Koechner: So yeah, I’m happy this exists, and we’re able to be part of it. We’ve met so many lovely friends through this organization. I think it gets bigger every year. In fact, tonight when we came, I tend to forget it’s a big deal—a big fundraiser—and it’s fantastic. It has grown. You’re home getting ready, and you don’t fit in the suit you’re trying to put on— and there’s a red carpet. And I’m like, “Oh, shit! I’m too fat to fit in this suit!” “Honey, stand in front of me.” Everything gets bigger every year.
Martirosyan: Good stuff. Are you working on anything fun right now?
Koechner: Currently on Superior Donuts, a CBS show on Monday nights. We’ve got 13 episodes. It’s a great cast. It has Judd Hirsch, Katey Sagal, Jermaine Fowler, Anna Baryshnikov, Darien Sills-Evans, Rell Battle, Maz Jobrani and me.
Martirosyan: It sounds like you’re thanking people on an award show.
Koechner: I’m remembering the entire cast.
Cooper: Catered by—
Koechner: We’re having a blast doing the show. I’m grateful we’re on, and hopefully we will be back next season.
Cooper: I remember the commercial now. There was a great one where Judd Hirsch is talking to someone who’s from the Middle East—
Koechner: Maz Jobrani.
Cooper: —and somebody is doing something else and saying, “There’s a Jew.” I forget how it went, but there’s a great cast.
Koechner: That was called “The Protest Episode,” I think. Maz plays an Arab and Judd is a Jew and Jermaine is a young African American. We’re a diversity show, so we have a chance to play with all kinds of cultural episodes. And I’m white.
Cooper: So somehow you need to have Lia on the show.
Martirosyan: Diversity, that means I have a chance.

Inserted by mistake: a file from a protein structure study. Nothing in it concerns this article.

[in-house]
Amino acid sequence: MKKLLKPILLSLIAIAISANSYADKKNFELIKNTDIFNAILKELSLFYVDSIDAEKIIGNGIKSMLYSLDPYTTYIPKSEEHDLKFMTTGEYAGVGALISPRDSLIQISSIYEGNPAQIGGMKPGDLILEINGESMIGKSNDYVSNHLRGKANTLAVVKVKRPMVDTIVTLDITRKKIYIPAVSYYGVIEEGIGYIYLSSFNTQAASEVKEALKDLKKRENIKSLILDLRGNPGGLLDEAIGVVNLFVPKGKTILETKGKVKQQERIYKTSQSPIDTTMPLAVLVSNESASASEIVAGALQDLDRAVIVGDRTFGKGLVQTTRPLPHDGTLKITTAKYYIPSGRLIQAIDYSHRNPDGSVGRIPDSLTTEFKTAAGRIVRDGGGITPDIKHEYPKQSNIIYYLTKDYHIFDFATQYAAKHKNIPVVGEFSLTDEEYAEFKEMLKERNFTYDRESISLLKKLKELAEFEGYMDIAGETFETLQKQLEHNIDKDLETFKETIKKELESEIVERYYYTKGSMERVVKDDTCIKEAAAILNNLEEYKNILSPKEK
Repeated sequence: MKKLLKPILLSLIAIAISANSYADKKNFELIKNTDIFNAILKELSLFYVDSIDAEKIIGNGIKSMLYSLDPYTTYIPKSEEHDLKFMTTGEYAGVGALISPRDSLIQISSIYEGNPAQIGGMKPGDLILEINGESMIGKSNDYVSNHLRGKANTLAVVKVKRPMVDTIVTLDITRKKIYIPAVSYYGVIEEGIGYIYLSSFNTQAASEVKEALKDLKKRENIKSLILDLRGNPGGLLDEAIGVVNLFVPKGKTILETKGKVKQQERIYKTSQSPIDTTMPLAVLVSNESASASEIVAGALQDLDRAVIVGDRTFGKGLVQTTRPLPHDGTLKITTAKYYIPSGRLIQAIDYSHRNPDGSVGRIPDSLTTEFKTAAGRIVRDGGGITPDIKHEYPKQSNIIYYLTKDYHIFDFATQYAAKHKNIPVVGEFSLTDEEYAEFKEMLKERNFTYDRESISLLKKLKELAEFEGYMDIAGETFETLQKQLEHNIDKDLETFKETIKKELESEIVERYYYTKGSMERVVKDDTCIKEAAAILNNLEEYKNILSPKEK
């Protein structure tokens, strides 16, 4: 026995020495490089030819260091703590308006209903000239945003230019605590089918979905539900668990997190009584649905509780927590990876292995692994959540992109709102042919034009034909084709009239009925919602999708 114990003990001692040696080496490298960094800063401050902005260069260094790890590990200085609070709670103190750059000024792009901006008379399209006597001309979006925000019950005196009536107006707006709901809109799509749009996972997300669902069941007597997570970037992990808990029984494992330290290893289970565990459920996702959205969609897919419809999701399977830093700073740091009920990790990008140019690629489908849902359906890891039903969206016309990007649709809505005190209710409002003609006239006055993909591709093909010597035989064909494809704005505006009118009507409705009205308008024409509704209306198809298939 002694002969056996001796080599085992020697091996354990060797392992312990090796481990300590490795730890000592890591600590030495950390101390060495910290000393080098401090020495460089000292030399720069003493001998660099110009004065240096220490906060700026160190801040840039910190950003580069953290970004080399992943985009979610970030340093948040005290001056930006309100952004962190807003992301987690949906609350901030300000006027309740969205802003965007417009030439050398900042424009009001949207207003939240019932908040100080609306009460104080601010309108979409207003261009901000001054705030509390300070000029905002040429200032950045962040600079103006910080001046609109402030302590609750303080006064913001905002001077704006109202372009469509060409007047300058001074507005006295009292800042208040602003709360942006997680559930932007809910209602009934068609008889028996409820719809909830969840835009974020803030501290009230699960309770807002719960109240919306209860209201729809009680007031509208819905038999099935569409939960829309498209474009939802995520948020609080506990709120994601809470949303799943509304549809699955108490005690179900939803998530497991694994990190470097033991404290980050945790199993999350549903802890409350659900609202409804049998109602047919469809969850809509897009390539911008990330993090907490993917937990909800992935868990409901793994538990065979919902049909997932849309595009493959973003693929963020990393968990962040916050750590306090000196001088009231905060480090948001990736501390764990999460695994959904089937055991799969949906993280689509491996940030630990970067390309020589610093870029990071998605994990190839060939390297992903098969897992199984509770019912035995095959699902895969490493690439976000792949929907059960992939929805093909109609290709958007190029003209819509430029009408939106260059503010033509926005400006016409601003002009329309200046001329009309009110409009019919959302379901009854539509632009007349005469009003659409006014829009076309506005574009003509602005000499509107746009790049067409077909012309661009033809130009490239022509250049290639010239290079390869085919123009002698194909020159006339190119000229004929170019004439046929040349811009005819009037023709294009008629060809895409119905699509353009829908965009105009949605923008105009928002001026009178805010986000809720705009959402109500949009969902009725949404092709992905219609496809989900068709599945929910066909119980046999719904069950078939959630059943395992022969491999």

Cooper: She sings opera.
Koechner: Do you? Wow! Fantastic!
Martirosyan: Tell them to write it in. You got this, David.
Koechner: That’s real talent. That’s a measurable skill. I don’t have that. If I had that much influence, I would give myself more lines.
Martirosyan: If you show that emotion and say, “You’ve got to get Lia in there!”
I think you’d sell it.
Koechner: I will mention it. Of course, why wouldn’t I?
Cooper: We were in DC one time, going to dinner in Georgetown, and restaurant after restaurant was not accessible. After 27 years of the Americans with Disabilities Act, there were still two steps to get into each restaurant. So I went into one and talked to the manager and said, “Do you have a ramp? Just a $75 ramp that you could unfold.” He said, “We don’t have people with disabilities in the restaurant.” I said, “Maybe it’s because of the steps?”
Koechner: “Of course you don’t. They can’t get in!”
Martirosyan: So bizarre.
Koechner: “You don’t have to leave it out there. Just make it available.”
Martirosyan: The best suggestion from a stranger is, “We’ll pick her up and bring her in.”
Cooper: No, you don’t pick people up.
Martirosyan: Next time I should let them and begin shouting, “Ow! Oh!”
Cooper: It would be a good episode, because it’s so easy to get, just one or two steps that makes it totally different.
Koechner: Yup, it makes life inaccessible. Well, you know, the TV show Speechless deals with it. They’re here tonight.
Cooper: That’s a unique show, because the original writer, Scott Silveri, had a connection with cerebral palsy (CP). It takes that, typically, for awareness to occur.